Hey there, Mr. Christian!

 
 
 
Forgiveness.  Such a simple word.  Grace and mercy, they flow off the tongue so freely.  But do they flow from the heart so freely?  It seems not.  Unfortunately, this is where so many Christians get caught up.  We exalt in the grace and mercy so freely given to us by Jesus Christ.  But we get tripped up in holding our grudges over the things others do to us.  We want our trespasses forgiven, but we keep a detailed record of those trespasses against us.  What does Jesus have to say about that??
 
Then Peter came up and said to him, “Lord, how often will my brother sin against me, and I forgive him? As many as seven times?” Jesus said to him, “I do not say to you seven times, but seventy-seven times.”   Seventy-seven here is often translated seventy times seven.   The point is, Jesus tells us that we are always to forgive, even those who do things over and over to us.  We are never to withhold forgiveness when sincerely asked.  Forgiveness does not mean we forget.  It means we move on from it and do not hold ill feelings in our heart.  We don’t hold grudges. We don’t hold bitterness.  Jesus further illustrates this with his parable of the unmerciful debtor –


Therefore the kingdom of heaven may be compared to a king who wished to settle accounts with his servants. When he began to settle, one was brought to him who owed him ten thousand talents. And since he could not pay, his master ordered him to be sold, with his wife and children and all that he had, and payment to be made.  So, we have a king, and we have a servant.  Kind of like we have Jesus, the King, and all of us, His servants.  So, Jesus the King came to Mr. Christian the servant to collect a debt Mr. Christian could not pay.  As a result, quite properly, Jesus the King took his recourse to collect the debt.  He ordered Mr. Christian, his whole family, and all he possessed to be sold to repay the debt.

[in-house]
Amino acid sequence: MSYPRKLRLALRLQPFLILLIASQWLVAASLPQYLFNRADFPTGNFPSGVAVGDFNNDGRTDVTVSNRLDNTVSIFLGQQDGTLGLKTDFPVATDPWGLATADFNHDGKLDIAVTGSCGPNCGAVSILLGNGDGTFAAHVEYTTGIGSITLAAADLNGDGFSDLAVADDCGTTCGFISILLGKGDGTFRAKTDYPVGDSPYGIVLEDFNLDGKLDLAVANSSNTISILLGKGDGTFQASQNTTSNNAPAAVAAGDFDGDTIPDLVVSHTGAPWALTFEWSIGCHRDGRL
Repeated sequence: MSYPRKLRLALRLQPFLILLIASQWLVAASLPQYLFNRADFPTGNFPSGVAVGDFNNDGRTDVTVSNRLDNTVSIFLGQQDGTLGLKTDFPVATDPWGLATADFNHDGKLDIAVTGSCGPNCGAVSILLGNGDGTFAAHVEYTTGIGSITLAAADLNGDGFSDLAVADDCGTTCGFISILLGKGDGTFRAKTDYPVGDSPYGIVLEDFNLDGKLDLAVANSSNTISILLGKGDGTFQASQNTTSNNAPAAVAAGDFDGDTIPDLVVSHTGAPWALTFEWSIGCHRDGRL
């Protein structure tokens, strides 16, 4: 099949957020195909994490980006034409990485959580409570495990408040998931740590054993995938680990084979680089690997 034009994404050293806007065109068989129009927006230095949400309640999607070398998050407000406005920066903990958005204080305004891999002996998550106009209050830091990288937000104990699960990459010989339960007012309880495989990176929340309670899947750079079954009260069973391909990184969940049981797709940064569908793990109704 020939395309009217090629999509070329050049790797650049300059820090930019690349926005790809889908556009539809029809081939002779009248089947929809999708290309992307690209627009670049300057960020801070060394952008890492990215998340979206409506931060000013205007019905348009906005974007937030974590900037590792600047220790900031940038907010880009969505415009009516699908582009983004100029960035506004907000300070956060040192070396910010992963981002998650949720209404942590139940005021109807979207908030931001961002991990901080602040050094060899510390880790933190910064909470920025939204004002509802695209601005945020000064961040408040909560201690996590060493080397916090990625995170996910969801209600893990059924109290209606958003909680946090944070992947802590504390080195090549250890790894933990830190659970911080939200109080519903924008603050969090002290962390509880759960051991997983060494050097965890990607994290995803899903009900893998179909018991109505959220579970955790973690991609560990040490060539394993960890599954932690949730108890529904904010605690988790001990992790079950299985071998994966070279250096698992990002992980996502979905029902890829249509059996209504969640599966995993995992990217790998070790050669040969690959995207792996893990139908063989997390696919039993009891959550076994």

So the servant fell on his knees, imploring him, ‘Have patience with me, and I will pay you everything.’ And out of pity for him, the master of that servant released him and forgave him the debt.   So, Mr. Christian begged the King for mercy, promising to repay everything he owed.  Of course, 10 thousand talents, depending on which measuring system was used, was AT LEAST $7.5 MILLION.  In other words, there was  no way Mr. Christian had any chance of actually making good in this promise.  No chance the King would ever collect this debt.  But – rather than dealing harshly with the servant and holding the line on the debt owed, he released Mr. Christian and fully forgave him his debt.

But when that same servant went out, he found one of his fellow servants who owed him a hundred denarii, and seizing him, he began to choke him, saying, ‘Pay what you owe.’ So his fellow servant fell down and pleaded with him, ‘Have patience with me, and I will pay you.’ He refused and went and put him in prison until he should pay the debt.   So, Mr. Christian loaned some poor sap about $5 (literally).  Notice here the relationship.  It’s not King to servant, but servant to servant.  Our hero and his debtor are societal equals, both in the same socio economic rung.  Maybe, just maybe, a good way to repay the King who forgave him would be to, as we say, pay that forgiveness FORWARD and show his fellow servant grace and mercy as well, if on a MUCH smaller scale.  But NO, Mr Christian does not do this.  He demands his Justice.  This man owes him a Big Mac, and until he gets his Big Mac, he can rot in jail.